Keith Fletcher, the England manager, admitted: 'We would have batted but what we were hoping for was a typical Headingley pitch. The ball seamed no more than two or three times all day, when it normally seams once an over.
'I'm disappointed that we did not have the pitch we bowled on last year. I have said all along that Australia are a strong batting side and unless we get some help from the conditions our bowling will struggle.
'(Mark) Ilott and (Martin) Bicknell bowled very well and the whole team stuck to it well.' He was asked if he regretted not playing a spinner: 'History shows that seamers win matches here. It may be that the ball will turn later but I don't think it will bounce. The seamers will still be more dangerous as the pitch wears.'
He added: 'The first three days at Trent Bridge didn't go very well. We need three or four early wickets and we need to restrict them to no more than 450 to 480 top whack to have a chance.'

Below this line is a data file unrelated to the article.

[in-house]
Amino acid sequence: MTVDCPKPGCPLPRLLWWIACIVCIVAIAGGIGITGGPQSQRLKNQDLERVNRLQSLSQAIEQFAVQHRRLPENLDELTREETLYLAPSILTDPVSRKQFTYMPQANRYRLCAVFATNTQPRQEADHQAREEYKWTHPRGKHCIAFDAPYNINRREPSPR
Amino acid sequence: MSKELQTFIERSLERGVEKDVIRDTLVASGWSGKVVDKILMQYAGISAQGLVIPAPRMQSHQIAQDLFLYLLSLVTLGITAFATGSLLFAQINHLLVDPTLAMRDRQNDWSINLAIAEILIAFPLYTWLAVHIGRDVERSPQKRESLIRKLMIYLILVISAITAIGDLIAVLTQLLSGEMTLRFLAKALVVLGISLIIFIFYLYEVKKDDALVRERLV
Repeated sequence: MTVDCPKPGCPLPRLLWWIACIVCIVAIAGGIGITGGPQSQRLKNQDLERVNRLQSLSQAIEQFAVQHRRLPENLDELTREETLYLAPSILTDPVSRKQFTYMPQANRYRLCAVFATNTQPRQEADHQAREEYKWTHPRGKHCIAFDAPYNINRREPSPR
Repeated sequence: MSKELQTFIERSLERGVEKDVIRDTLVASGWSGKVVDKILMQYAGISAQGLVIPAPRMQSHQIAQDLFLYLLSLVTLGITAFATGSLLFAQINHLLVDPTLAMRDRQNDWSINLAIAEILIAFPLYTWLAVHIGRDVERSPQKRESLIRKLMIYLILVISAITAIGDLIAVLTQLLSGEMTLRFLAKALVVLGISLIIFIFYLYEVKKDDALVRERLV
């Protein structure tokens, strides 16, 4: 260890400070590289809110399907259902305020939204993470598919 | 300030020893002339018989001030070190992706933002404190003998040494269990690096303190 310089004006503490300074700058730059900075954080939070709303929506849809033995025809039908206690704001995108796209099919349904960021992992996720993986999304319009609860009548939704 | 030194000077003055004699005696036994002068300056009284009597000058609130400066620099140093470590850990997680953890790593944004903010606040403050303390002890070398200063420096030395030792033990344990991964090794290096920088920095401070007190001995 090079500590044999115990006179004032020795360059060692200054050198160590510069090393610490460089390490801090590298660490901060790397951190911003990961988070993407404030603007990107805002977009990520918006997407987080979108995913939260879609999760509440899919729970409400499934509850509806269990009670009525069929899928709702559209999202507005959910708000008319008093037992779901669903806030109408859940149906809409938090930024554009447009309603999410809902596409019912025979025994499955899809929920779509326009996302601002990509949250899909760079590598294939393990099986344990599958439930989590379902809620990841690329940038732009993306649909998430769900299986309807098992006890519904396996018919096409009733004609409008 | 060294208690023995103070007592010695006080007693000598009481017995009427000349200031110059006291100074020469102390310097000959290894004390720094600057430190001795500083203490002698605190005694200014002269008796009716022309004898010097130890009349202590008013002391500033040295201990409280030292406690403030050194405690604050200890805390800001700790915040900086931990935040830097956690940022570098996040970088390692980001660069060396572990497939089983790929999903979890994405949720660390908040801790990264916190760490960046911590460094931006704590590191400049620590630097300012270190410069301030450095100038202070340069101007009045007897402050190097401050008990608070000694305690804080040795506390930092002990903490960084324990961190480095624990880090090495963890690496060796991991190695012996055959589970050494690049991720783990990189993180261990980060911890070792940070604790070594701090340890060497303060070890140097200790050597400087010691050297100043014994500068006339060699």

David Boon reflected the Australian attitude throughout the series of leaving nothing to chance: 'If we get past the 500 mark we'll have a little area of relief. The pitch is similar to 1989 but a couple kept low today and that didn't happen last time. It'll take spin, too, and batting might be hard on the fourth or fifth days.'
Boon, too, praised Bicknell in his first Test, saying that 'he swung it both ways'. He bowled a little too fast in his first spell, trying to make an impression. There is an engaging air of the 1930s about him. He looks like a man who might secretly part his hair in the middle and wear patent leather, two-tone shoes to tango, underground, in a den behind the War Museum. But he was no lounge-lizard in his spells after the tea interval, finding real venom that rendered Border lucky to survive twice in one over.Reuse content